When I was growing up, I remember frequently seeing Boston Market commercials on TV touting the brand’s signature rotisserie chicken, which was always featured hypnotically rotating on a spit. It sure seemed like home cooking, a comforting alternative to greasy buckets of KFC. Fast forward to 2023, though, and fried chicken chains are on an absolute tear. It only takes a glance at Popeyes, Dave’s Hot Chicken, and everywhere in between to see that the fast food world has changed quite a bit since Boston Market’s heyday. These days, it’s okay to embrace the grease.
Trade publication Restaurant Business recently published a list of the restaurant chains that closed the most locations in 2022 (proportional to their total number of units), and it looks like fewer and fewer of those birds are spinning in place. Perhaps the days of quick service rotisserie chicken are coming to a close.
Restaurant Business reports that Boston Market shuttered 41 of its units last year, which amounts to 12% of total locations. That’s a mighty fall from what RB cites as its onetime peak of 1,200 outlets—and what’s worse is that at least 50 more units have closed in 2023. We haven’t even reached September yet.
That 12% figure is way larger than any other restaurant on the list. While Subway closed a whopping 571 locations in 2022, Subway has so many locations to begin with that this number only amounts to a 2.7% decline in total units. The only chain that approaches Boston Market’s percentage of closures is Long John Silver’s, which shrank its units by 8% domestically last year, and which RB notes has closed one-third of its locations in the past five years.
This leaves Boston Market with about 300 total locations. There are still a handful of these restaurants operating around Chicago, one of which I pass frequently on my commute. It appears to be limping along, despite some of the experiences I’ve had with its food.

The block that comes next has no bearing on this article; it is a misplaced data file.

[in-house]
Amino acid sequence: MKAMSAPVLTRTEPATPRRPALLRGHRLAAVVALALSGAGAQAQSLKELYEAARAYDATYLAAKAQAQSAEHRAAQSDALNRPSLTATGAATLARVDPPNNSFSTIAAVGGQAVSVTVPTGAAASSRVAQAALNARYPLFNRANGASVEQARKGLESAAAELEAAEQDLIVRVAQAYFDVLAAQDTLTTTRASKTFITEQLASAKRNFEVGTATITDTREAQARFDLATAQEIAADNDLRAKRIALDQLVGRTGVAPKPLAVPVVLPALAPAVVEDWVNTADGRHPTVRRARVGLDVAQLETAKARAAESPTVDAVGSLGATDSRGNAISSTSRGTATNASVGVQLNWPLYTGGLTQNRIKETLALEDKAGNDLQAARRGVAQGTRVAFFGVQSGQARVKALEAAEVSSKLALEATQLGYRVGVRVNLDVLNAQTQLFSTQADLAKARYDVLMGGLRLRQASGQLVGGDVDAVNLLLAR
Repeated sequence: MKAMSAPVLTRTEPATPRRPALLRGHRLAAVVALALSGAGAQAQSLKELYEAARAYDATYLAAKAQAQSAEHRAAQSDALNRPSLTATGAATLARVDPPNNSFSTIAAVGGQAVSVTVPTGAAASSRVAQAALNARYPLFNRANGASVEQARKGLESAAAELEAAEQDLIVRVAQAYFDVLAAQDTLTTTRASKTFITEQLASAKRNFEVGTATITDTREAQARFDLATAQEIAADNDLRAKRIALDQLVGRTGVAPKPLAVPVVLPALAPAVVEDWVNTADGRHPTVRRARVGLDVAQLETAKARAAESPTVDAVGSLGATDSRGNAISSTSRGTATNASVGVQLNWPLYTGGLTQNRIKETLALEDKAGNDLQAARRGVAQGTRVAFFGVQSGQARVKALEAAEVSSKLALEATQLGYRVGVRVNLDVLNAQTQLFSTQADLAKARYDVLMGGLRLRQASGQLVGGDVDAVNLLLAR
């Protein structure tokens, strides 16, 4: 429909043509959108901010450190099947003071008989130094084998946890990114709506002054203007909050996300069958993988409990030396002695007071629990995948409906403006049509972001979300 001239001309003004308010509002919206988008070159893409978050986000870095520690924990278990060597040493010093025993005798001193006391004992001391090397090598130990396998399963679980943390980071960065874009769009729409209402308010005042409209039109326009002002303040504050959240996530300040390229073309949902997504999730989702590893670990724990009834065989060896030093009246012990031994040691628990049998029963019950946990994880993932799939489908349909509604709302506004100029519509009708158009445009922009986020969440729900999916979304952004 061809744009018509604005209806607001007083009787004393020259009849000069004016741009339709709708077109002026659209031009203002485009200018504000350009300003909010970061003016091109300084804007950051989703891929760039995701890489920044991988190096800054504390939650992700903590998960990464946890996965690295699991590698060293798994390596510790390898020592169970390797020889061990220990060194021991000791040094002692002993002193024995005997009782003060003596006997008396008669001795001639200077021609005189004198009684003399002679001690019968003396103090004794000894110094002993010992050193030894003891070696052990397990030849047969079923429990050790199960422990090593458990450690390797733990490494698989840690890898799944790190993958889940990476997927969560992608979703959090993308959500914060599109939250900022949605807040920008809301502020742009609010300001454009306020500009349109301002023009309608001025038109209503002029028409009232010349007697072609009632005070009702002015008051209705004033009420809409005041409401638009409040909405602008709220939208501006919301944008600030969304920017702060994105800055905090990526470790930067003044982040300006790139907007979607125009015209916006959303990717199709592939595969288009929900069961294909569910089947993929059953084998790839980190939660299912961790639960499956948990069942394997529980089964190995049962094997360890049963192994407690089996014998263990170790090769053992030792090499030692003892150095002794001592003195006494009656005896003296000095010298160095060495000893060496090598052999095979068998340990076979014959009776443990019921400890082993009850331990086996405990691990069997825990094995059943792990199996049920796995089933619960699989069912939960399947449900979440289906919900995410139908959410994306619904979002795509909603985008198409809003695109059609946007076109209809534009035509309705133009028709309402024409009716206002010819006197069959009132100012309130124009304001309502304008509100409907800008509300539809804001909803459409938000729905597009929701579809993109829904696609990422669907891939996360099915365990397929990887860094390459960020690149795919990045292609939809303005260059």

Beyond its significant number of closures in 2022, Boston Market is having a tumultuous 2023, too. It’s been dealing with numerous lawsuits regarding allegedly unpaid bills and alleged non-payment of employees in Massachusetts. Back in May, the Colorado Department of Revenue seized the company’s headquarters, going so far as to change its locks in order to obtain $328,592 in unpaid sales and payroll taxes.
On top of that, Boston Market had already been ordered by a judge to pay its landlord $600,000 for defaulting on a lease while simultaneously ignoring a lawsuit that was filed back in January. (Read all about all these troubles here.)
As if all of those anxiety-inducing twists and turns weren’t enough, the chain ran into even more trouble in New Jersey just a few weeks back, when 27 of its 31 locations were forced to temporarily shutter due to multiple alleged violations of workers’ rights, some of which included failure to pay earned sick leave, failure to pay minimum wage, and either unpaid or late payment of wages.
I’m stressed just having written all of those sentences. It’s clear that Boston Market has hit a really rough patch in its history, one that might throw its future into question. These troubles signal operational issues from the inside out, which means that its mediocre food might be the least of its problems.